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Perampanel for the treatment of epilepsy; Longitudinal actuarial analysis and dose responses based on monthly outcomes

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Ioannis Stavropoulos, Walter Louden, Cathy Queally, Jane Adcock, Maggie Tristram, Marcus Neale, Nicholas Moran, Lorena Flores L, Lina Nashef, Mark P. Richardson, Charlie Bell, Sean Slaght, Julia Aram, Niki Rayner, Robert Powell, Alison Mead, Arjune Sen, Robert Elwes

Original languageEnglish
Pages (from-to)125-132
Number of pages8
JournalSeizure
Volume69
DOIs
Publication statusPublished - 1 Jul 2019

King's Authors

Abstract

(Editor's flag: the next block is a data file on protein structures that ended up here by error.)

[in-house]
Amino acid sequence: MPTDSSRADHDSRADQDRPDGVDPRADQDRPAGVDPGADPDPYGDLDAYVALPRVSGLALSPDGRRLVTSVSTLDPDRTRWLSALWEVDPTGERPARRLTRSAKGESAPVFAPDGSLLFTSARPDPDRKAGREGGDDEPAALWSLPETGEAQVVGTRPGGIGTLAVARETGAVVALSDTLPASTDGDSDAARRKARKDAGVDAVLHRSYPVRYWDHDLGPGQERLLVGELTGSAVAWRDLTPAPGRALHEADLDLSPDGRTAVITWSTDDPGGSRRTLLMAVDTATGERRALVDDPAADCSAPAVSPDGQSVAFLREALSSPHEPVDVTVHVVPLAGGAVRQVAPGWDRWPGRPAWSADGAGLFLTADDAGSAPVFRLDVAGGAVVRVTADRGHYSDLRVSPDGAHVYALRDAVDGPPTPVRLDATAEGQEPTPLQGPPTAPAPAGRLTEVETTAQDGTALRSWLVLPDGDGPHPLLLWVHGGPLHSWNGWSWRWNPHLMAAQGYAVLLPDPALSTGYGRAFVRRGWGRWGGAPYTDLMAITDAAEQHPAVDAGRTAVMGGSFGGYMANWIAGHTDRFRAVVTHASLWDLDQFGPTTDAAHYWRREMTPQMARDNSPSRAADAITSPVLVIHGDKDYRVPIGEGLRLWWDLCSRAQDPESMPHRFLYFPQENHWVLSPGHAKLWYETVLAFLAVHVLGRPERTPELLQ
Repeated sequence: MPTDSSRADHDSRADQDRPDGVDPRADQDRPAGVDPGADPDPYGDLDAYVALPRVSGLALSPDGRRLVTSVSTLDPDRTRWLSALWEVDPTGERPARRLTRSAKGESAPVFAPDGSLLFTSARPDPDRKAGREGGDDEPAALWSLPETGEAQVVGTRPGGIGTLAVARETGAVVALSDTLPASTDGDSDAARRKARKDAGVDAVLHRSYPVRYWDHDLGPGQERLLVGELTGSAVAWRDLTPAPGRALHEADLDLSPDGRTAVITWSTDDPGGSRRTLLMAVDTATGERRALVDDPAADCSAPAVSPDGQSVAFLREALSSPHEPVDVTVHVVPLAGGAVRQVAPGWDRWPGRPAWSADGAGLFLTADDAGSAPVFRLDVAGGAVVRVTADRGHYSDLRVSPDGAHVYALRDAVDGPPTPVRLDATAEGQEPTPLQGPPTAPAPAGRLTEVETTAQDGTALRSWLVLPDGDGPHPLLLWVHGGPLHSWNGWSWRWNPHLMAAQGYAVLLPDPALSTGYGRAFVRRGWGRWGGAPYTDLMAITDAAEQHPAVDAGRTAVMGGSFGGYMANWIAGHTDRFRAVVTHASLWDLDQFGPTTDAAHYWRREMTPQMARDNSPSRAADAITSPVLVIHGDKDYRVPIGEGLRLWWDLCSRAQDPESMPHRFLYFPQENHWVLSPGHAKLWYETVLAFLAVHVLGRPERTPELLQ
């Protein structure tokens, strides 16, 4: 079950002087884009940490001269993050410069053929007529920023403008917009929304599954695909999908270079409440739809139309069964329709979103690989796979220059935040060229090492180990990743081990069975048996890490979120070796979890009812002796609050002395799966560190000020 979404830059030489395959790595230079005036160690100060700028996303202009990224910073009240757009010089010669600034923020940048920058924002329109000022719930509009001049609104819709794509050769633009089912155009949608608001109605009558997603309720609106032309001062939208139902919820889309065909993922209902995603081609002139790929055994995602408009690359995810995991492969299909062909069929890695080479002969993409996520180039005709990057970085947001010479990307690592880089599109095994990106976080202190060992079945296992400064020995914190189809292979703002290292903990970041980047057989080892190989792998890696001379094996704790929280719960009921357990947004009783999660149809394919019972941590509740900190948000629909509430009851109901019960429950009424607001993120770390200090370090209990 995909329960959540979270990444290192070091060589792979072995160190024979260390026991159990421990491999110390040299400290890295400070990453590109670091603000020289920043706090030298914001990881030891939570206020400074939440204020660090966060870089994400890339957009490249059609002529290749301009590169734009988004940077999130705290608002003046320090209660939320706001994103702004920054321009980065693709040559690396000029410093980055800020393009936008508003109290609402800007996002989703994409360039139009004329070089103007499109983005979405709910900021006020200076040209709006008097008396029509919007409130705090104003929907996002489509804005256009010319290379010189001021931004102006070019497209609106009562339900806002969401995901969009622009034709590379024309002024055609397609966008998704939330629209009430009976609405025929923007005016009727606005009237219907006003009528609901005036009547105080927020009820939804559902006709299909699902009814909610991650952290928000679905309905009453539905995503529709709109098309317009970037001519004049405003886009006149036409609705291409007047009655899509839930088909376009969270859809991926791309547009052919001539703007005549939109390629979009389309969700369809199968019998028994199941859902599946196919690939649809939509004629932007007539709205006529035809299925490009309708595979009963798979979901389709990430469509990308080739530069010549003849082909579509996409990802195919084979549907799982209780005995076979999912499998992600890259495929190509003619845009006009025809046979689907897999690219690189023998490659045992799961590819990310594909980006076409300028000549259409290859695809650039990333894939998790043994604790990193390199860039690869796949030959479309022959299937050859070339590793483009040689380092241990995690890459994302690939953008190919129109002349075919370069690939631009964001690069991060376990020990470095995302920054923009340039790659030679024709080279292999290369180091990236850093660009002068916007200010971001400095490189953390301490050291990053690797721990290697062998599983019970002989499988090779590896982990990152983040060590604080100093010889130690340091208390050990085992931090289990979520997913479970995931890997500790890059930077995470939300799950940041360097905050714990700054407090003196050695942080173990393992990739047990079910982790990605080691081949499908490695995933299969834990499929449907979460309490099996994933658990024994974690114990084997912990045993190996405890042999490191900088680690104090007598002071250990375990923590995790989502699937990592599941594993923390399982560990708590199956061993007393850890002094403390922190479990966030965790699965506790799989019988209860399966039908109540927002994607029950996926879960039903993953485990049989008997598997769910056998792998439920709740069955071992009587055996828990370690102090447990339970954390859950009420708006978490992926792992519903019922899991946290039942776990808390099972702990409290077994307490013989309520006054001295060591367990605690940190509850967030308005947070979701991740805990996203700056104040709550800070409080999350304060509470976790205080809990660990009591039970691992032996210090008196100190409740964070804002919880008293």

Purpose: To explore the retention rates and the efficacy and tolerability of perampanel (PER) by using monthly real life data for a period of 12 months. Methods: Longitudinal outcomes of (PER) usage were assessed using actuarial statistics in an observational nonrandomised multicentre study of 181 people with epilepsy (PWE) refractory to first and second line drugs. Graded seizure outcomes, toxicity and the dose of PER were recorded for each month. Results: PWE were followed for a mean of 15.1 months. The total cumulative probability for retention on PER at 12 months was 61.7% and for ≥50% improvement was 38.2%. Most improvements in seizure control occurred soon after initiation of PER, 17% by one month, 32% by six months and 38% by twelve months, and mostly at low doses 53% on 2 mg and 90% up to 6 mg. Improvements, when they occurred, were sustained. The most common side effects were neuropsychiatric, occurring in 28%. The emergence of side effects did not appear to be dose related. Although people with intellectual disability (ID) were more likely to remain on PER they did not show improved seizure control and also reported more side effects. Patients treated with VNS and PER had a worse outcome. Conclusion: Overall around a third of people showed a useful, response to PER therapy. The response to PER is noted usually early in the treatment and for the majority of the patients for doses up to 8 mg.

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